They were marked by persecution of the followers of the Paulician and Bogomilian heresies (one of his last acts was to burn Basilius, a Bogomilian leader, with whom he had engaged in a theological controversy), by renewed struggles with the Turks (1110-1117), by anxieties as to the succession, which his wife Irene wished to alter in favour of her daughter Anne's husband, Nicephorus Bryennius for whose benefit the special title panhypersebastos (i.e.
A brief but very serious illness attacked him, and the death of his father the year before had increased his family anxieties by leaving his mother in very indifferent circumstances.
Not the least of the anxieties of the colonial office during this period was the situation in the West Indies, where the canesugar industry was being steadily undermined by the European bounties given to exports of continental beet; and though the government restricted themselves to attempts at removing the bounties by negotiation and to measures for palliating the worst effects in the West Indies, Mr Chamberlain made no secret of his repudiation of the Cobden Club view that retaliation would be contrary to the doctrines of free trade, and he did his utmost to educate public opinion at home into understanding that the responsibilities of the mother country are not merely to be construed according to the selfish interests of a nation of consumers.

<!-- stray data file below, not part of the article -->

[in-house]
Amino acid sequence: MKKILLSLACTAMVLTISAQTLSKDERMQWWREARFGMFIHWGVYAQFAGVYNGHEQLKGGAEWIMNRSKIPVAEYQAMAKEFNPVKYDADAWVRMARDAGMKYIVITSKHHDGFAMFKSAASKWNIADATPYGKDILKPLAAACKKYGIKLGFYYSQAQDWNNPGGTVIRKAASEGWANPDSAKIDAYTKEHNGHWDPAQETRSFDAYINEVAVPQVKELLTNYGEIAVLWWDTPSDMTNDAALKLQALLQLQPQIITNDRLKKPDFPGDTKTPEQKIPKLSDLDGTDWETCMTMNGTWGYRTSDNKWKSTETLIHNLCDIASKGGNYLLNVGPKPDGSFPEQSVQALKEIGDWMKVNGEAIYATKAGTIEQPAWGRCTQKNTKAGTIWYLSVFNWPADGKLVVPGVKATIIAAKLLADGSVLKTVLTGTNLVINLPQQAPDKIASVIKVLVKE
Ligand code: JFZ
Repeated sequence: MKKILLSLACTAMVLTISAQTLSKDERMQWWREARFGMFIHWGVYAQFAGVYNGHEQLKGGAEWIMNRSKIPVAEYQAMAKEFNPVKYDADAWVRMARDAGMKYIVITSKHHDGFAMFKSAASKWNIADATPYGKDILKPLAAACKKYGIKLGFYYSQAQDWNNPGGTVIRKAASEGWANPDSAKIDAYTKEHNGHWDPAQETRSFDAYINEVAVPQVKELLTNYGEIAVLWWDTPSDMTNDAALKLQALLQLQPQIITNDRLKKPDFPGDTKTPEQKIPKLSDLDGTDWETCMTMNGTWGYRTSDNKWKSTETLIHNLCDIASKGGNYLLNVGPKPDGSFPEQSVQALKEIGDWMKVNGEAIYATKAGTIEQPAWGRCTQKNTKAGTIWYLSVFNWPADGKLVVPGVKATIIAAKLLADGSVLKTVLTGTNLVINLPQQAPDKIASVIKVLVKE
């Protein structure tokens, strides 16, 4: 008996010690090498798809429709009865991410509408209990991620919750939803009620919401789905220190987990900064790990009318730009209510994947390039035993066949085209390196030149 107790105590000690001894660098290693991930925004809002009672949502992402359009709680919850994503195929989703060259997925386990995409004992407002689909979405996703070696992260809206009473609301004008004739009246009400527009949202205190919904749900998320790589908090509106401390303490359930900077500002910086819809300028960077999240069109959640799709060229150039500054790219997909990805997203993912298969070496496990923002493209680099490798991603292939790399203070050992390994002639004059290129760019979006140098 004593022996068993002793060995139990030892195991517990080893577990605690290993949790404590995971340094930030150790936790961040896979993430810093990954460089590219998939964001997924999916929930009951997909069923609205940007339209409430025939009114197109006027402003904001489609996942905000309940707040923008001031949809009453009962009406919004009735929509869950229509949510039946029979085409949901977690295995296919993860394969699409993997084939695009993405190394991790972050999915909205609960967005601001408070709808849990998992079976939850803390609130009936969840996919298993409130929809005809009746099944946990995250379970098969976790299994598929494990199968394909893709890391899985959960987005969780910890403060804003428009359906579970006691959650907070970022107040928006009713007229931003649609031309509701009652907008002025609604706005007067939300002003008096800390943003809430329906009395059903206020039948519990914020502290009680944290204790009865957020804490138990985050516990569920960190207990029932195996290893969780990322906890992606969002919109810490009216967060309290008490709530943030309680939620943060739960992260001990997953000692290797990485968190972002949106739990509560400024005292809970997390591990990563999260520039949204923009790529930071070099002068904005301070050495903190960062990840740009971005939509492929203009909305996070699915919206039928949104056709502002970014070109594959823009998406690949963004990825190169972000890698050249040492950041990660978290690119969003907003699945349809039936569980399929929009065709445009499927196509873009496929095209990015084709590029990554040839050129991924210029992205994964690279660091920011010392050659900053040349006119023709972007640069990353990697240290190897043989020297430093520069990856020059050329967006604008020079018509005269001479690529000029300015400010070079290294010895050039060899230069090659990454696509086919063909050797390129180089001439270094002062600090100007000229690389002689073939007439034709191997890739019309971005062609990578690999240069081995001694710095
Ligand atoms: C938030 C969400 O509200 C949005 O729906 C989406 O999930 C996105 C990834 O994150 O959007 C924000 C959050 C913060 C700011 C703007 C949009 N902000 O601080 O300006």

But independently of the public anxieties of the war, and of those aroused by the violent and unexpected outbreak of fanaticism in China, the year brought deep private griefs to the queen.
His anxieties about money now ceased, but in August 1617 his wife died, leaving seven young children in his charge.
She had attained the age of forty-one when she at last came into power amidst the hopes and anxieties aroused by the fall of the Guises and the return of the Bourbons to fortune.
Already anxieties appear as to the theological verdict upon two of his fundamental views - the infinitude of the universe, and the earth's rotation round the sun.
Meanwhile, Carlyle's various anxieties were beginning to be complicated by physical derangement.
But a few weeks before, Mr Drummond, who was Sir Robert Peel's private secretary, had been shot dead in the street by a lunatic. In consequence of this, and the manifold anxieties of the time with which he was harassed, the mind of the great statesman was no doubt in a moody and morbid condition, and when he arose to speak later in the evening, he referred in excited and agitated tones to the remark, as an incitement to violence against his person.
But this, his thinness, so to speak, seemed no more the token of wasting anxieties and cares, than it seemed the indication of any bodily blight.